What is DSDM all about?

February 4, 2013
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If you have heard of Agile, then you have probably also heard of DSDM, or Dynamic System Development Method. These project management methodologies have a lot in common.

But what is DSDM? To answer this question, we will need to talk about birds. I know that may sound silly, but I promise I am not getting off track here.

DSDM is often associated with the Arctic Tern. An Arctic Tern is a seabird known for its migration between the north and south poles. True to its behavioral traits, the Arctic Tern is a symbol of free movement, unyielding energy, adaptability and collaboration. That is probably why one of the most widely used Agile project development frameworks is named after this bird.

DSDM is known for providing best practices for in-budget and on-time delivery of working software.  DSDM was first conceived in 1994 as a more structured and disciplined approach than its predecessor, Rapid Application Development, or RAD. RAD is an iterative software development approach that uses minimum planning in favor of rapid prototyping. However, this approach was highly unstructured and chaotic. This is because there was no fixed definition of processes and techniques. As such, everyone had different interpretations of the system. So, software professionals from various companies came together and formed the DSDM Consortium with the aim of developing a development approach that could serve as a possible replacement for the unstructured RAD. Combining industry-acknowledged best practices, the group introduced DSDM, which embodies an iterative and incremental development approach.

Now, what does “iterative and incremental development” mean?

In the simplest terms, the entire project plan is broken down into small chunks of work known as features or jobs. The team will create features based on business value and priority. Each feature is developed one by one following pre-planned developmental activities such as designing, coding, testing, and integrating. After a feature is delivered to the actual production scene, it is evaluated by the client. Based on the client’s impression of the feature coupled with the latest business demands and requirements, the client provides feedback. This feedback is taken into account when planning the next developmental cycle. In this way, software is developed in time-boxed iterations. Then, the software is refined with each iteration, because additional features get incorporated into the overall software. In this manner, the team is able to develop features that are functional and relevant.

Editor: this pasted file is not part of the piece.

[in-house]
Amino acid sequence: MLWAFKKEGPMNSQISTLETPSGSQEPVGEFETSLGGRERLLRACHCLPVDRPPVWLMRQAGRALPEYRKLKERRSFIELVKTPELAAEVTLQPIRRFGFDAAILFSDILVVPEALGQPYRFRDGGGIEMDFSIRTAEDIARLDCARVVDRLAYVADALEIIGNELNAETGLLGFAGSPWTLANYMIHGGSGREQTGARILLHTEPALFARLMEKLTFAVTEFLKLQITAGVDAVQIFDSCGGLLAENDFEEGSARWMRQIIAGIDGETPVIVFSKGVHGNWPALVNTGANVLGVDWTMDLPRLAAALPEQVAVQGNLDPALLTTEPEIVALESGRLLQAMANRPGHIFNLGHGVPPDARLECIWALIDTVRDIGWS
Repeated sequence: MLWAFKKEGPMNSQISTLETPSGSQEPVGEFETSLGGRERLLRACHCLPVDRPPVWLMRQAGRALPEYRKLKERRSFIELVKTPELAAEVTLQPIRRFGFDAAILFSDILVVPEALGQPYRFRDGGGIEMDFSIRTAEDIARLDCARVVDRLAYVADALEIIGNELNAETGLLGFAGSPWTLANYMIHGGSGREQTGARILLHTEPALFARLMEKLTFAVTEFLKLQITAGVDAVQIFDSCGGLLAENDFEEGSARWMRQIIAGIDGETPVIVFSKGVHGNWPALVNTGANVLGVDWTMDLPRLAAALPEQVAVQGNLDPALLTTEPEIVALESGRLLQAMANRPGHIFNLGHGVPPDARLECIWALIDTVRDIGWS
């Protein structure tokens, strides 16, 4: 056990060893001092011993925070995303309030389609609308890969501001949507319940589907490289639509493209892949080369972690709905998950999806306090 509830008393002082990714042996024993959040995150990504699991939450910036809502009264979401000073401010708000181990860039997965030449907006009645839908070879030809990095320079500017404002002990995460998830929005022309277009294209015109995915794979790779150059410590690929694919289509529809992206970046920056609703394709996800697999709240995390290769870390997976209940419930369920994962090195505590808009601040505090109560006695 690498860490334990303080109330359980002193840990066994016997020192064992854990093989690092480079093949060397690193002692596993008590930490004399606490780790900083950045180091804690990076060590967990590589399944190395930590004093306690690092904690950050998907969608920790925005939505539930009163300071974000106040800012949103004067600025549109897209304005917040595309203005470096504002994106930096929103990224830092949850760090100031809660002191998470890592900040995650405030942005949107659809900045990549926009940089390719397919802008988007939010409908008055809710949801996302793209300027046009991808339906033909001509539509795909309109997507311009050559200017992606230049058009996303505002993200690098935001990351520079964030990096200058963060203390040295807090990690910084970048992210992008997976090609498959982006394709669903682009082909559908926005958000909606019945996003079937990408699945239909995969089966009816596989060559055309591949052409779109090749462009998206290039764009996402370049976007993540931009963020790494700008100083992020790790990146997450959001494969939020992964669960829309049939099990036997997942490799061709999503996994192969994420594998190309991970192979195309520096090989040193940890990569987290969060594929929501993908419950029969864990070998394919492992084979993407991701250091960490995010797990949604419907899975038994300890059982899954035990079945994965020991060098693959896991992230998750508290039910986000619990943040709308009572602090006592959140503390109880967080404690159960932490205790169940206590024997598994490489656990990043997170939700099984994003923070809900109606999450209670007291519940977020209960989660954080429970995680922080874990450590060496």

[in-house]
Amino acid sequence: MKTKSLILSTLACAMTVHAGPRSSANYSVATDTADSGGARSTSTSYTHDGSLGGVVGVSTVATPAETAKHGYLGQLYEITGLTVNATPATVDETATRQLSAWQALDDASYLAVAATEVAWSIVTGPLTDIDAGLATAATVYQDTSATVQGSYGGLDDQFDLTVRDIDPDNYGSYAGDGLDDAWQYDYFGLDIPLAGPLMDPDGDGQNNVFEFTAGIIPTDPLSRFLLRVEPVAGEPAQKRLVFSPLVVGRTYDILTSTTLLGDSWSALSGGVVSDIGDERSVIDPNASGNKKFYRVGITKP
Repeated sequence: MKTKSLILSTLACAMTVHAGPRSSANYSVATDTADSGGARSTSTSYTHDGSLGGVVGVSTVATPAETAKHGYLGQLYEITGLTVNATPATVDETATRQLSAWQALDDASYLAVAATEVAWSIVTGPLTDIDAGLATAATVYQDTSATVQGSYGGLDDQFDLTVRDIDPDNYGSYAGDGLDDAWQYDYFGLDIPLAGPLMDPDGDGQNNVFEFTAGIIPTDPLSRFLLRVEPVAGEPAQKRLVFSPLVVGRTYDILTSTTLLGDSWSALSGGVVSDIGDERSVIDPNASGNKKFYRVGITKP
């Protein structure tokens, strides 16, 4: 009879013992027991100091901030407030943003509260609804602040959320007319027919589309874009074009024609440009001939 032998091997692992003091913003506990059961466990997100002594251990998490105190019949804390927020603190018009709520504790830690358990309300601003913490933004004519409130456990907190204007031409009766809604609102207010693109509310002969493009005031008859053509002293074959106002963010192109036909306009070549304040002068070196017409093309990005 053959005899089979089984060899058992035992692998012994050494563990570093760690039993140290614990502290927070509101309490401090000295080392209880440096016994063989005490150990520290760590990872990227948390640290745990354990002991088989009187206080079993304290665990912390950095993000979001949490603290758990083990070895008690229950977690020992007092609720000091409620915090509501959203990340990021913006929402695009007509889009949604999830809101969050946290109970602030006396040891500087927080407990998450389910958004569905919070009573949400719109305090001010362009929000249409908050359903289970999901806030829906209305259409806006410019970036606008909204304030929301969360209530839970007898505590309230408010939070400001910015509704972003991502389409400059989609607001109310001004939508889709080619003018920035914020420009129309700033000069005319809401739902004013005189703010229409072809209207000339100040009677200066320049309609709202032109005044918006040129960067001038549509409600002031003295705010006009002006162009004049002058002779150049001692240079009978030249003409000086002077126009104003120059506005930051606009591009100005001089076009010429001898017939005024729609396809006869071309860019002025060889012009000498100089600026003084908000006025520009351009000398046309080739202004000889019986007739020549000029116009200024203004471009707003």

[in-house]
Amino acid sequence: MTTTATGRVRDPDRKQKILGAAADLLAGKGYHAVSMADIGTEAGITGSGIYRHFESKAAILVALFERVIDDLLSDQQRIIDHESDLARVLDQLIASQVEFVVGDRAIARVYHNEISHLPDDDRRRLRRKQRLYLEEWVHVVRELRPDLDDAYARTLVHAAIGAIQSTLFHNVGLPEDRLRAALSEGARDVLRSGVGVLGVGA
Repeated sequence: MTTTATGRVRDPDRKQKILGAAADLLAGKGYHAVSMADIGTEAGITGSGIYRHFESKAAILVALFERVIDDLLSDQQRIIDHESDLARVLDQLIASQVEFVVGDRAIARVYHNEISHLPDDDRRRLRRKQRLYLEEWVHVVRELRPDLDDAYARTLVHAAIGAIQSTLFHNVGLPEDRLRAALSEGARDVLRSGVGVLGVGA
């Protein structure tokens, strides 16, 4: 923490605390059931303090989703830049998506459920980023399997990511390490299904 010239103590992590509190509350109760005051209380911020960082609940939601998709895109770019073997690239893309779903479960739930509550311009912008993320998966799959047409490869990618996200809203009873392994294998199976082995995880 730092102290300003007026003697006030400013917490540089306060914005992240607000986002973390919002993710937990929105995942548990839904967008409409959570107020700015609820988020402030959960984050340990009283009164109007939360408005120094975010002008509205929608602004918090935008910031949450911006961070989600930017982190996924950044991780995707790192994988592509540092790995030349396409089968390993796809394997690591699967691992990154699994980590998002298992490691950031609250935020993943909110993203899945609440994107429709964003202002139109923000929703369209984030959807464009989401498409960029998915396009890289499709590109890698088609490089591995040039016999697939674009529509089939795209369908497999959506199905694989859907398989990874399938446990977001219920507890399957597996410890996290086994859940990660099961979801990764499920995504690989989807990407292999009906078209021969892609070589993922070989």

Does following an iterative and incremental development model benefit both the team and the client?

DSDM is defined as a developer-centric development framework for both on-time and in-budget delivery of user-valued and quality-controlled project features. Based on this definition, DSDM is also client friendly. This is because DSDM encourages active user involvement and close collaboration between stakeholders and the technical team.  Stakeholders possess a better picture of the functional purpose of the software, so they impart this knowledge to the technical team members who are experts in developing software. DSDM suggests different ways to promote cooperation between the two groups. First, stakeholders and technical team members should meet to discuss requirements and functionalities to enhance mutual understanding. Second, project review meetings are held at the end of each iteration in which stakeholders provide feedback and inform the development team of any new requirements or business demands. Based on this feedback, the development team plans the next iterations.

Being an Agile development approach, DSDM doesn’t define tools and processes at the start of the project, but does set parameters such as cost, quality and time. The project deliverables are adapted to fulfill the set criteria. This is done by prioritizing the deliverables following the MoSCoW technique; that is, must haves, should haves, could haves and won’t haves. This is both developer and client friendly, because the client gets features developed according to value and priority, and the developers are free to mould the process to deliver software that is both technically innovative and fit for the business’s purpose.

The development teams are self-organizing, empowered and highly coordinated. DSDM encourages open communication among team members so that there is free exchange of information. And, DSDM believes in building teams that can make quick decisions, because software development is an ever-changing industry.

These principles are good, but who puts them in action?

DSDM defines 15 specific roles. The main roles are executive sponsor, visionary, ambassador user, advisor user, project manager, technical coordinator, team leader, developers, designers, programmers, testers and analysts.

In conclusion, it can be said that DSDM is a relevant and effective approach to managing software development projects.

 

 

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